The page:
One of the essay titles that I can choose to write 3,000 words about for my masters module on British Politics is ‘Can Labour win the next general election?’. Given that the questions were set some months ago, I’m guessing that they were expecting me to address the likelihood given a Conservative opinion poll lead of 20% plus. But now, at least temporarily, the rules of the political game have changed with those of the economic game. Keynsian economics is back from the dead and dead political ducks might just be learning to fly again.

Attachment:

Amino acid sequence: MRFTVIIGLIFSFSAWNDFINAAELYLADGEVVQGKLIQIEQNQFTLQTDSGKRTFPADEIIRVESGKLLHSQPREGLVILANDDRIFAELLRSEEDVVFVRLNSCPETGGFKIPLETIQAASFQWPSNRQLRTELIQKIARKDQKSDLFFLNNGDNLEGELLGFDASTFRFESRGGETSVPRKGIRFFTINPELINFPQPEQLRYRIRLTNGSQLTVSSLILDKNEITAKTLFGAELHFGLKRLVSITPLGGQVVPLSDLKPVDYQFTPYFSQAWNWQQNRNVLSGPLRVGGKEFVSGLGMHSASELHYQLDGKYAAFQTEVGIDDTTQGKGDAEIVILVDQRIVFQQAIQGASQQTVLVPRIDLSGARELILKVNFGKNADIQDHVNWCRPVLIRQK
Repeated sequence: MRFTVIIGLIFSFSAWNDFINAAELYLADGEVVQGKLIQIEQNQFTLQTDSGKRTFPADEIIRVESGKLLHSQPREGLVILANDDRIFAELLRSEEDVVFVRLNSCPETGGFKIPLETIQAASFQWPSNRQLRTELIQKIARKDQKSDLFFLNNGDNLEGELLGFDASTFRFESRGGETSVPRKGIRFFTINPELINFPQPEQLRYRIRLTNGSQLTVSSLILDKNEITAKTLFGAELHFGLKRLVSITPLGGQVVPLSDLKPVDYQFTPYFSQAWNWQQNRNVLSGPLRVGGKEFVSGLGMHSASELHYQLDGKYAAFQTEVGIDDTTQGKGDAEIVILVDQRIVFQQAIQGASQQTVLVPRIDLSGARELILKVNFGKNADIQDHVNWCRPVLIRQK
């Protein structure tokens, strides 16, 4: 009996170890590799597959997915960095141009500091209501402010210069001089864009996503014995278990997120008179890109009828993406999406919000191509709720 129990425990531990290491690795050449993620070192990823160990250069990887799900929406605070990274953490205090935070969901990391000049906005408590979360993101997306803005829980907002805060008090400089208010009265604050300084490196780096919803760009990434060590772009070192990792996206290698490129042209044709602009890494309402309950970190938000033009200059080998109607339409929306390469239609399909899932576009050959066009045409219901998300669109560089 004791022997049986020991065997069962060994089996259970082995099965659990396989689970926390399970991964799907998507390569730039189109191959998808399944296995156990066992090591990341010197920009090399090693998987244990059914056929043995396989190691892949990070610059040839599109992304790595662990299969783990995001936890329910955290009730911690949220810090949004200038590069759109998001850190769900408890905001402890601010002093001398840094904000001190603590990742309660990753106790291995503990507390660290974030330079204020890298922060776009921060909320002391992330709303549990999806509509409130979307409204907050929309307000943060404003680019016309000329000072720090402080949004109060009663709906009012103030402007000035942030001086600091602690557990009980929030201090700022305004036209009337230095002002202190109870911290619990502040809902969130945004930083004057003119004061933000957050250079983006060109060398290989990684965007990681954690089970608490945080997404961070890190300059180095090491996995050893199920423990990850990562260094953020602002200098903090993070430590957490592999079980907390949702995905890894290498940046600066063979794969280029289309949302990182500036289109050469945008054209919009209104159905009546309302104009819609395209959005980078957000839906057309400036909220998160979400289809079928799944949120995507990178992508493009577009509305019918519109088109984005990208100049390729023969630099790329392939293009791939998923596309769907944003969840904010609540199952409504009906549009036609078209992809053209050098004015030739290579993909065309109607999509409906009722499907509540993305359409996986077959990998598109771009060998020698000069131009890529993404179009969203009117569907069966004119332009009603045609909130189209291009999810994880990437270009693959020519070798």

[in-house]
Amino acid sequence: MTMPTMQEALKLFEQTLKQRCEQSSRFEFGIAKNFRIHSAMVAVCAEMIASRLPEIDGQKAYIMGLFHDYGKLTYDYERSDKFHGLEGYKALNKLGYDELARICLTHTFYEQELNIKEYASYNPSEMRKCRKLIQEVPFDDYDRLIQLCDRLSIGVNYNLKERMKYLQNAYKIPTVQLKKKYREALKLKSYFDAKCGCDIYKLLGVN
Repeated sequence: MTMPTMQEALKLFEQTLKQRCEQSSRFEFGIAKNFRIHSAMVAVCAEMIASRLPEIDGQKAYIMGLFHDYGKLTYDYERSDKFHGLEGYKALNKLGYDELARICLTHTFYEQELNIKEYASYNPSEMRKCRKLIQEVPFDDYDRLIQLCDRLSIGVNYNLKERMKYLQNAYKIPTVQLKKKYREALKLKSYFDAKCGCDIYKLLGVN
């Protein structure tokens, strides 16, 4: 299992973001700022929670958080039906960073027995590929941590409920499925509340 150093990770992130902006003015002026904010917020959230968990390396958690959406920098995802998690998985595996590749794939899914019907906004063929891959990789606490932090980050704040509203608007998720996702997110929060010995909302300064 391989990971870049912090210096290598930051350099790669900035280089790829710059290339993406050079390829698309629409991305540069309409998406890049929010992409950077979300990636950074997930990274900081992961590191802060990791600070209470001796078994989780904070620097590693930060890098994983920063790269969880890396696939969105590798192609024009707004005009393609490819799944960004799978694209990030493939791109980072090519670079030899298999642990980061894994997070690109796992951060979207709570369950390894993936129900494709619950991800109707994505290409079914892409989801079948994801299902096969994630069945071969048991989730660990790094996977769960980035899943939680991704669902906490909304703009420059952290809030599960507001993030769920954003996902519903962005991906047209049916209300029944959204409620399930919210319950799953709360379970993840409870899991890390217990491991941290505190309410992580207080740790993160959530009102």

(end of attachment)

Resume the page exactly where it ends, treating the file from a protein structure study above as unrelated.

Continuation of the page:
So far in October, three opinion polls from two different organisations have shown Labour’s poll deficit to be in high single figures (either 8 or 9%). With the exception of one 9% lead in a September poll, this is the first time since April that the deficit has been that low, with no fewer than 20 polls having shown a Conservative lead of 20% or greater during that period. Throughout those past few months it was widely, and understandably, assumed that a Conservative majority in the Commons was now a given and that whilst Labour could probably expect to claw back some ground, its task was to limit the size of the Tory majority. But with the change in the political narrative back towards Gordon Brown’s home ground and a growing awareness that the Tories at worst have nothing to say about the economy and at best have something to say but lack the courage to articulate it, suddenly the poll ratings are tipping back in Labour’s favour. Today’s poll from ComRes showing an 8% Tory lead could indicate a move into narrowly hung parliament territory, albeit with the Tories overwhelmingly the largest party. If a few more polls are published over the next few weeks showing the Labour defecit in single figures, or at worst below the 12% mark, we will be moving away from the Labour meltdown scenario. Rather, the narrative will become a much more traditional one: a moderately unpopular, mid-term government against a superficially popular but untested opposition. With probably 18 months to go until an election in May 2010 and a volatile economic situation, suddenly that Tory majority doesn’t look like so certain a thing.